For those with zero ability to install anything, professional installation is a good choice as long as they know for certain the kind of workmanship and support they are going to receive before signing the contract. For those who can handle a drill and a few simple tools plus the willingness to learn something new, DIY is a viable choice.
You are aware, I assume, that monkeys are not the only primates. I had a good laugh when one particularly obnoxious alarm installer said here that he didn't like being called a primate. :^)
By way of contrast, most professionally installed alarms on existing homes are not inspected because most alarm companies don't bother pulling permits unless it's new construction. In many places this is a violation of law and in some it exposes the consumer to fines should an inspector see the work later.
If it's anything better than 98% false, the DIY job is better than the industry standard for professionally installed systems.
That guy got what he deserved -- not for DIYing the job but for taking advantage of you and ADI. In this case, one can understand ADI's error. The guy smooth talked them. At least they didn't offer to open account for him.
Crash, I don't have anything against installers making a fair price for their work, their hardware and their knowledge. Guys like you and I try to give people what they pay for. But if you stop and look at it carefully, the ones doing most of the whining here about DIY are the unskilled "professionals" who cheat their clients, lie to make the sale, do slovenly work and (often) bend the client over a five-year contract that would do old Slew Foot proud. The true professionals don't give a rat's Olson about DIY. They figure that DIY customers are not their market and concentrate on the 98% who are.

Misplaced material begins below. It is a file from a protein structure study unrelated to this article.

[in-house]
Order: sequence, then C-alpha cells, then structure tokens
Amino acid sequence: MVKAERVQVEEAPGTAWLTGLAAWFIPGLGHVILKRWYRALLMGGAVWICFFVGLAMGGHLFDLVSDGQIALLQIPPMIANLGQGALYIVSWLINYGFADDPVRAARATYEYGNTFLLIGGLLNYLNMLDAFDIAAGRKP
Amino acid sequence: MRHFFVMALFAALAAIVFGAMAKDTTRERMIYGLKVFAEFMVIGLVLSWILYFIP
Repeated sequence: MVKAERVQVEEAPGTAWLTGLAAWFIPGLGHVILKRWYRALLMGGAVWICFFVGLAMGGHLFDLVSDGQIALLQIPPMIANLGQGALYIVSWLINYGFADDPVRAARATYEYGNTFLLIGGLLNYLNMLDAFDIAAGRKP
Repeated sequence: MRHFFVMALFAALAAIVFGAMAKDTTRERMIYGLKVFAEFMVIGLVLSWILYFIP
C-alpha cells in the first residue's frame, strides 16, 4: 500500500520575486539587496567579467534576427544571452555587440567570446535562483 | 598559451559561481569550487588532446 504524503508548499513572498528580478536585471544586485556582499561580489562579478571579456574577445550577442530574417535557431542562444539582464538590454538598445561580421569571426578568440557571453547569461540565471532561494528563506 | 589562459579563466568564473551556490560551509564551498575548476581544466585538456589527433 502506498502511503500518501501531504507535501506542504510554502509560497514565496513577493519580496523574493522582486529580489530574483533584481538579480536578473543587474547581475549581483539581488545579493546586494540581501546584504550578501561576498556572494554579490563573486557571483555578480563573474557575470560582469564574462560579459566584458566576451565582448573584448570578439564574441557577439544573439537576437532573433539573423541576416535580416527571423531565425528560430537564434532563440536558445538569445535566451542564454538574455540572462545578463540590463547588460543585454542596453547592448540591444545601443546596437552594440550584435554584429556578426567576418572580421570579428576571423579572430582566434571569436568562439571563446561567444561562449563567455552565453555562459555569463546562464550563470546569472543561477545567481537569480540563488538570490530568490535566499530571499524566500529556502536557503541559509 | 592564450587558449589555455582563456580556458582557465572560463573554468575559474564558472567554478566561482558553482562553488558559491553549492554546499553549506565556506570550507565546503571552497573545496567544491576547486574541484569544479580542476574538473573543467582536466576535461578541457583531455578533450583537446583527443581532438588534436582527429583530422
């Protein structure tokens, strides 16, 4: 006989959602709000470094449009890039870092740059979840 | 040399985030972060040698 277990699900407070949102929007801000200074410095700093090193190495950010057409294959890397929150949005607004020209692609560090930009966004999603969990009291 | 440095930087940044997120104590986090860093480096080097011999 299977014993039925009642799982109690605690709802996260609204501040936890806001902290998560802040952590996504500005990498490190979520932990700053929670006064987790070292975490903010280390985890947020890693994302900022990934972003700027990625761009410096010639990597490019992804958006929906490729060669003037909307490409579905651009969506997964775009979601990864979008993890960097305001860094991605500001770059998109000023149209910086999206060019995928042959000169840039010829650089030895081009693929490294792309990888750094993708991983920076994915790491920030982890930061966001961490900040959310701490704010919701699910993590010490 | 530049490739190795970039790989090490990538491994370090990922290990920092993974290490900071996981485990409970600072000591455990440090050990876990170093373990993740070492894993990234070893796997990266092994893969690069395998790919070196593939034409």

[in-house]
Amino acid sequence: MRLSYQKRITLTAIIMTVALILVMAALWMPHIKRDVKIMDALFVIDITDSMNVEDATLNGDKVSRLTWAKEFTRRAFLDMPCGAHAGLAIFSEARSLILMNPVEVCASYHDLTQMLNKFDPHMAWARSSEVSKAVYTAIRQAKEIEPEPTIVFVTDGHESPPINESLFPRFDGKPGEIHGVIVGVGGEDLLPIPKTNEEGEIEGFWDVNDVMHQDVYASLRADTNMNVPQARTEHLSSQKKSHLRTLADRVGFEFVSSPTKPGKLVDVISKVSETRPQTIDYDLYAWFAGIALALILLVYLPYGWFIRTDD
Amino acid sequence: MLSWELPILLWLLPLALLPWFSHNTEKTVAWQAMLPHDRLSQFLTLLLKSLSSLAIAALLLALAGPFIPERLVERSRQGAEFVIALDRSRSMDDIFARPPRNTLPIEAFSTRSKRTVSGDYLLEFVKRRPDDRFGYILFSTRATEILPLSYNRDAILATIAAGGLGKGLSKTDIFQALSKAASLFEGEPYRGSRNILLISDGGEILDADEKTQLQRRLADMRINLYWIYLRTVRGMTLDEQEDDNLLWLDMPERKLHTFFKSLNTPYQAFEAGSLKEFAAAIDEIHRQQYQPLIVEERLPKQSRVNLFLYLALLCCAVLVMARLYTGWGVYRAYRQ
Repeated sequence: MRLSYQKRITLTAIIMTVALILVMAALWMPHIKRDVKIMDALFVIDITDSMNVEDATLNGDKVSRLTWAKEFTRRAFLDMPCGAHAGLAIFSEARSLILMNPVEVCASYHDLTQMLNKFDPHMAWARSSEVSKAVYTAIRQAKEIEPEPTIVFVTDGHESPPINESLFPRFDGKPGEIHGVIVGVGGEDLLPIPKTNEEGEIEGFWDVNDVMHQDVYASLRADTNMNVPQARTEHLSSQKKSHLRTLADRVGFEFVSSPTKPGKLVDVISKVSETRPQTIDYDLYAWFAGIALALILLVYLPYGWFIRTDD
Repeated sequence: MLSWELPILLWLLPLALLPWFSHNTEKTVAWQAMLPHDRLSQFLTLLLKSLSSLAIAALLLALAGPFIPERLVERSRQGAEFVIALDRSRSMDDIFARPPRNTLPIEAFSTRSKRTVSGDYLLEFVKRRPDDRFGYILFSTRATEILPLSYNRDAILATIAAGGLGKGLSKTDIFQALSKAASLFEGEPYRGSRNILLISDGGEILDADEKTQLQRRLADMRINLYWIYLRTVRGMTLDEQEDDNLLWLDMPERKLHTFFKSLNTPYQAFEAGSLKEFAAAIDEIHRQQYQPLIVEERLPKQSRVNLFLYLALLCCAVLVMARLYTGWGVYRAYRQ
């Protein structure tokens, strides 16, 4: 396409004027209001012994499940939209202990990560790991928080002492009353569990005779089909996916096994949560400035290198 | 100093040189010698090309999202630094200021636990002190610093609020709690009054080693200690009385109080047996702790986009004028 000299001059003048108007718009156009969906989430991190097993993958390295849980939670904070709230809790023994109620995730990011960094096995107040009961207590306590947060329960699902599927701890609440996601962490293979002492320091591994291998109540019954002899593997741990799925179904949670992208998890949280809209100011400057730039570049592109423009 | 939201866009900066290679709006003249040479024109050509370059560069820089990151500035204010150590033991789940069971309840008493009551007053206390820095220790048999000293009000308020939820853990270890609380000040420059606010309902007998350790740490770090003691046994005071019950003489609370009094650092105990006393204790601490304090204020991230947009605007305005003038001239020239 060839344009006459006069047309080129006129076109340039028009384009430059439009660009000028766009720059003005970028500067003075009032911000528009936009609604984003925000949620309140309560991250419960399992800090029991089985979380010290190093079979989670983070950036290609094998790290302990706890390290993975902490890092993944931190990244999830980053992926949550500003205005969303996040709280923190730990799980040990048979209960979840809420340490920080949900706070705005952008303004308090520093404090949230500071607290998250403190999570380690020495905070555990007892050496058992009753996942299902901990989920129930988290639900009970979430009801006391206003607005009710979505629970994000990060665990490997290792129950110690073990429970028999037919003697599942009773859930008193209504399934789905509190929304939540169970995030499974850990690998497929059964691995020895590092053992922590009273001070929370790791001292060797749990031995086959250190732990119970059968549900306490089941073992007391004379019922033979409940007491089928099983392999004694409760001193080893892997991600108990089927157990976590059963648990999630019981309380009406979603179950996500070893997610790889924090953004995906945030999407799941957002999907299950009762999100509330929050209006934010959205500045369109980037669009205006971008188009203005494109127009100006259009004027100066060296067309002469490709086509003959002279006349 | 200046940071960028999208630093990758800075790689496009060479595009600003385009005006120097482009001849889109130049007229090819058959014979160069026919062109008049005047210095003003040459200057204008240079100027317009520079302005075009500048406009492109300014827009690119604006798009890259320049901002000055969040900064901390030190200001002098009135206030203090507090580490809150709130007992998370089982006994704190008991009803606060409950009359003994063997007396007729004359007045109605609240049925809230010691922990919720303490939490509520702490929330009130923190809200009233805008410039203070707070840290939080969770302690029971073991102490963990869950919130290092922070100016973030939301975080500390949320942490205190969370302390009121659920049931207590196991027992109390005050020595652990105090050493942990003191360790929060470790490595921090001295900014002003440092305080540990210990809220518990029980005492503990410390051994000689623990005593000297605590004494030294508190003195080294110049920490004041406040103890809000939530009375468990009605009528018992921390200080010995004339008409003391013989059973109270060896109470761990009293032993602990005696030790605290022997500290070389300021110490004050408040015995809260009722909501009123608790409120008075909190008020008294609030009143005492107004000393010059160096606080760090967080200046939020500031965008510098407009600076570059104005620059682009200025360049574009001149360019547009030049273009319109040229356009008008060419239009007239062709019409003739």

It's the same for me. I have no problem with most people hiring a pro to do an installation for them. Heck, I occasionally refer customers to professional installers. I've referred customers to Jim Rojas on occasion and he made good money doing the work. I also used to refer people to Worthless until he started behaving like a fool in the newsgroup.
The point is there are distinct segments of the security marketplace. Few, if any, companies are equipped to deal with all of them. Bob Campbell is respected by every technician in this forum (well, except one moron from Brooklyn with a penchant for assaulting children with hammers). He tried servicing the DIY market and for various reasons it didn't work for him. No problem. I owned a small but modestly successful alarm company for ~24 years until I sold it. At this stage of life I have zero interest in starting a new installation business. I'll leave that to guys like you. :)